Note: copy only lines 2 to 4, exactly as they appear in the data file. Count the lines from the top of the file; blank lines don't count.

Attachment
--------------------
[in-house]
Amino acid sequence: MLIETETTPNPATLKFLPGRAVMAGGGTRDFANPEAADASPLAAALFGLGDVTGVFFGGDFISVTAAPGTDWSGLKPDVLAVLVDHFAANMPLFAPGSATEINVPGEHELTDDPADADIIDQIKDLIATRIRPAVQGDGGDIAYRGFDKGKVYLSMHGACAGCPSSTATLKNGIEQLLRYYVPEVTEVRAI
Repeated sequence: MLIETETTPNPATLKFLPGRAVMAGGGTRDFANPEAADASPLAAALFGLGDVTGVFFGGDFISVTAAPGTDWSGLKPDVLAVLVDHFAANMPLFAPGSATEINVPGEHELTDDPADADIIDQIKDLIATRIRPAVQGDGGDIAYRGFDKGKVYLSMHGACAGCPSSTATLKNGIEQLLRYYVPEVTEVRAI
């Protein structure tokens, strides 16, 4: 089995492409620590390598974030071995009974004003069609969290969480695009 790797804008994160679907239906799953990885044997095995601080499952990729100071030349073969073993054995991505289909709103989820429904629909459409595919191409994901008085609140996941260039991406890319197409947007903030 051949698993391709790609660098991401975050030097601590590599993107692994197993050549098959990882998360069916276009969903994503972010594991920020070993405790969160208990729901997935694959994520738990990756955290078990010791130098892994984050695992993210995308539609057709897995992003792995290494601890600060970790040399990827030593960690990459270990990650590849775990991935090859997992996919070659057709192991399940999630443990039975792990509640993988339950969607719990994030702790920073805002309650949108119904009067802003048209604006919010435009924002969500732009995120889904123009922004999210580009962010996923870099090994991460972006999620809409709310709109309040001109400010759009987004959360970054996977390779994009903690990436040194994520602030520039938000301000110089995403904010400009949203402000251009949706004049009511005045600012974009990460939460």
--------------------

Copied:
Amino acid sequence: MLIETETTPNPATLKFLPGRAVMAGGGTRDFANPEAADASPLAAALFGLGDVTGVFFGGDFISVTAAPGTDWSGLKPDVLAVLVDHFAANMPLFAPGSATEINVPGEHELTDDPADADIIDQIKDLIATRIRPAVQGDGGDIAYRGFDKGKVYLSMHGACAGCPSSTATLKNGIEQLLRYYVPEVTEVRAI
Repeated sequence: MLIETETTPNPATLKFLPGRAVMAGGGTRDFANPEAADASPLAAALFGLGDVTGVFFGGDFISVTAAPGTDWSGLKPDVLAVLVDHFAANMPLFAPGSATEINVPGEHELTDDPADADIIDQIKDLIATRIRPAVQGDGGDIAYRGFDKGKVYLSMHGACAGCPSSTATLKNGIEQLLRYYVPEVTEVRAI
């Protein structure tokens, strides 16, 4: 089995492409620590390598974030071995009974004003069609969290969480695009 790797804008994160679907239906799953990885044997095995601080499952990729100071030349073969073993054995991505289909709103989820429904629909459409595919191409994901008085609140996941260039991406890319197409947007903030 051949698993391709790609660098991401975050030097601590590599993107692994197993050549098959990882998360069916276009969903994503972010594991920020070993405790969160208990729901997935694959994520738990990756955290078990010791130098892994984050695992993210995308539609057709897995992003792995290494601890600060970790040399990827030593960690990459270990990650590849775990991935090859997992996919070659057709192991399940999630443990039975792990509640993988339950969607719990994030702790920073805002309650949108119904009067802003048209604006919010435009924002969500732009995120889904123009922004999210580009962010996923870099090994991460972006999620809409709310709109309040001109400010759009987004959360970054996977390779994009903690990436040194994520602030520039938000301000110089995403904010400009949203402000251009949706004049009511005045600012974009990460939460």